If she wakes up complaining of a cough or a sore throat, should you give her a day off and avoid spreading germs to others or send her in as usual on the basis that a day's activities will keep her mind off the symptoms?
Not every illness means your child needs a day off nursery and you will need to use common sense when deciding what to do. It's a good idea to check with the nursery or childcare provider first if your child might have any infection that could be passed on.
The NHS recommends asking yourself three questions:
Is your child well enough to do the activities of the school day? If not, keep your child at home.
Does your child have a condition that could be passed on to other children or school staff? If so, keep your child at home.
Would you take a day off work if you had this condition? If so, keep your child at home.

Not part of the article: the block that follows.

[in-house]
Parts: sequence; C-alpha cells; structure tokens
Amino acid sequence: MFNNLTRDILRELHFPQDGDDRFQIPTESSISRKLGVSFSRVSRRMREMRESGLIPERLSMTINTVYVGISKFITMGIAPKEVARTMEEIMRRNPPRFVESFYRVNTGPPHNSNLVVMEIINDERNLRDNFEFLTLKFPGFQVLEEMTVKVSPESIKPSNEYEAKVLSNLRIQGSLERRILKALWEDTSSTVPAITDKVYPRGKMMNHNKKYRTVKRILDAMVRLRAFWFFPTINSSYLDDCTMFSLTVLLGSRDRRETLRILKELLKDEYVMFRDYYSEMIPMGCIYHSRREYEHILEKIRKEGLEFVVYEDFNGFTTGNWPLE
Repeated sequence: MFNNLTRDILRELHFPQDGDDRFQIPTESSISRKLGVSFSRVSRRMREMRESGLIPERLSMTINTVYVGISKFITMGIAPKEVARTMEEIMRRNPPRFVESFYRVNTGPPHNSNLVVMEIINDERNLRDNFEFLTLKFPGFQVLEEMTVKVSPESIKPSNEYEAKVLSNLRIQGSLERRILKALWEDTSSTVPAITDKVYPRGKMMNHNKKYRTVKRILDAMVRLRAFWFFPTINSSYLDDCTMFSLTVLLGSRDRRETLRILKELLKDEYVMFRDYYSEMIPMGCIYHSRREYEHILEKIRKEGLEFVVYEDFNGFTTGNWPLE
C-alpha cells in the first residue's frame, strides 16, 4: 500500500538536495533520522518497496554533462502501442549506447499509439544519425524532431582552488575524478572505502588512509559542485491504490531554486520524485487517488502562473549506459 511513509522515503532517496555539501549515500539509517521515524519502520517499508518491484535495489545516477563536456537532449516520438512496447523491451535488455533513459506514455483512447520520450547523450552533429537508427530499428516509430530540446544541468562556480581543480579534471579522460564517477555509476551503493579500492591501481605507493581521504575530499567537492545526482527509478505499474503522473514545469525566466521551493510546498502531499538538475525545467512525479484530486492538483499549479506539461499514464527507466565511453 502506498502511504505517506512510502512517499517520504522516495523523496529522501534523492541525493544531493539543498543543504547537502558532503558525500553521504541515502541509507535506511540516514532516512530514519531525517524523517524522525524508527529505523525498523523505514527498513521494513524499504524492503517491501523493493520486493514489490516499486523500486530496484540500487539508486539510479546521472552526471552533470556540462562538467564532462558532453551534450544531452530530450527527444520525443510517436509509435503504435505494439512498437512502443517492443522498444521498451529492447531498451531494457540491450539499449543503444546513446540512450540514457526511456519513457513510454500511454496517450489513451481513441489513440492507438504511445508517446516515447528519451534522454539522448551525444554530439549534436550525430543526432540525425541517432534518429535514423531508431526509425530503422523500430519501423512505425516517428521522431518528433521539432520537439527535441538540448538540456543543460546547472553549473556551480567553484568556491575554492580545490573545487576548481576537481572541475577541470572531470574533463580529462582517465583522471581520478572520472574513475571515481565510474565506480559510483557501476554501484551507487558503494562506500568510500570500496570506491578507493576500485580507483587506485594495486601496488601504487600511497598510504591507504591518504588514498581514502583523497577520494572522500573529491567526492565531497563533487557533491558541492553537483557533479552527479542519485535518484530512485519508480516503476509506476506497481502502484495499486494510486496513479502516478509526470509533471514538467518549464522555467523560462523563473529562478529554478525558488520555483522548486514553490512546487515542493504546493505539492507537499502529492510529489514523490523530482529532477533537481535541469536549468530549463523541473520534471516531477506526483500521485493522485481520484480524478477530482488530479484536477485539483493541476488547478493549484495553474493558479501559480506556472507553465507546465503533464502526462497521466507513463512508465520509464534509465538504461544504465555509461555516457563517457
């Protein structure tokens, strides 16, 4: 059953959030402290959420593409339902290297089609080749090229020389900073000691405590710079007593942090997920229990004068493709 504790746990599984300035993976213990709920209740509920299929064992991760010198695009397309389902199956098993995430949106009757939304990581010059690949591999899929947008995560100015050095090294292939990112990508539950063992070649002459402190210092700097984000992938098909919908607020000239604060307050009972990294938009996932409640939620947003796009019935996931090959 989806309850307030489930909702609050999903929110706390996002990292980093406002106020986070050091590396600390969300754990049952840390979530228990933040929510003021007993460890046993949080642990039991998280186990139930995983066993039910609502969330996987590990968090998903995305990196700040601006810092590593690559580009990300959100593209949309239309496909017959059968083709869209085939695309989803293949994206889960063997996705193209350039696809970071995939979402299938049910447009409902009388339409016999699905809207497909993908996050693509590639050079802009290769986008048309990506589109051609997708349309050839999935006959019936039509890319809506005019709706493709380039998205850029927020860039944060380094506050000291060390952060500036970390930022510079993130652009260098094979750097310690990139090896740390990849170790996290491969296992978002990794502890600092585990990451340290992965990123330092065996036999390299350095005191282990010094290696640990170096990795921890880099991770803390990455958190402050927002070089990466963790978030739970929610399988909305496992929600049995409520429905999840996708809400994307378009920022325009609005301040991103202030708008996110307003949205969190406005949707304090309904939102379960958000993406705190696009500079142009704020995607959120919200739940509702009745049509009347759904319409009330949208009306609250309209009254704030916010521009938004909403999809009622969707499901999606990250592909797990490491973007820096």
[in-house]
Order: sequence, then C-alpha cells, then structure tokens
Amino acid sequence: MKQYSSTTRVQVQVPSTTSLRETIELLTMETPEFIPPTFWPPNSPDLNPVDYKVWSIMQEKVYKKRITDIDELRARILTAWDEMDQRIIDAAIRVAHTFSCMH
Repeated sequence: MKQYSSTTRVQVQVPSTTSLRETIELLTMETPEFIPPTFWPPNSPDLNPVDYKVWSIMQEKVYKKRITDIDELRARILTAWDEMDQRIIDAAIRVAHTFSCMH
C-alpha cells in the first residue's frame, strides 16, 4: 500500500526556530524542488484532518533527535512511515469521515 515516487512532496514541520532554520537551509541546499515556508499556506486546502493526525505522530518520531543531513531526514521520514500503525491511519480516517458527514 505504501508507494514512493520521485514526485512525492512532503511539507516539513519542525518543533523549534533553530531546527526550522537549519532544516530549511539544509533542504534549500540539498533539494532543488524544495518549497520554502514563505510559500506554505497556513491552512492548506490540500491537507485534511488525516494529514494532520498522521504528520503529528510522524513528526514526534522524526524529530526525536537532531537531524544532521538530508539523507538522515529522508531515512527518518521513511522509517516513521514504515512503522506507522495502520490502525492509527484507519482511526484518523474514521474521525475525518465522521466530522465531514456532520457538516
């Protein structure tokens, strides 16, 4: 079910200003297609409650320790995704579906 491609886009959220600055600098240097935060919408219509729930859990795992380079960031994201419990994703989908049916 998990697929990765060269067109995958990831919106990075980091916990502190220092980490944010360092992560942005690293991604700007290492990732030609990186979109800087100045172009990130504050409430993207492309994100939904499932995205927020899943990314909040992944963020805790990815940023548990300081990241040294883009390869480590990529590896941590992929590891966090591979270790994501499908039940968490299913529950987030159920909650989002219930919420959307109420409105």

If your child is ill, the likelihood is that it is due to a handful of minor health conditions. You will need to make a judgement based on how severe you think the illness is.
However, there are certain illnesses and conditions when you should definitely keep a child away from nursery. Here are a few common conditions with tips about what to do.
Your child may be fit enough to attend nursery if she only has a minor cough or cold, but do check with the nursery first.
If the cold is accompanied by a raised temperature, shivers or drowsiness, the child should stay away from nursery, receive medical advice, and return to school 24 hours after they start to feel better.
A rash can be a sign of infectious diseases like chickenpox or measles, so don't send them to nursery if you see one.
Check with your GP or practice nurse who can advise you what to do.
If your child has chickenpox, you should keep him off nursery until all the spots have crusted over, which is usually around five or six days after the onset of the rash
In cases of measles, your child should stay away for at least 5 days after the onset of the rash. German measles, or rubella, means your child must stay away from nursery for six days after the rash appears.
To provide even greater transparency and choice, we are working on a number of other cookie-related enhancements. More information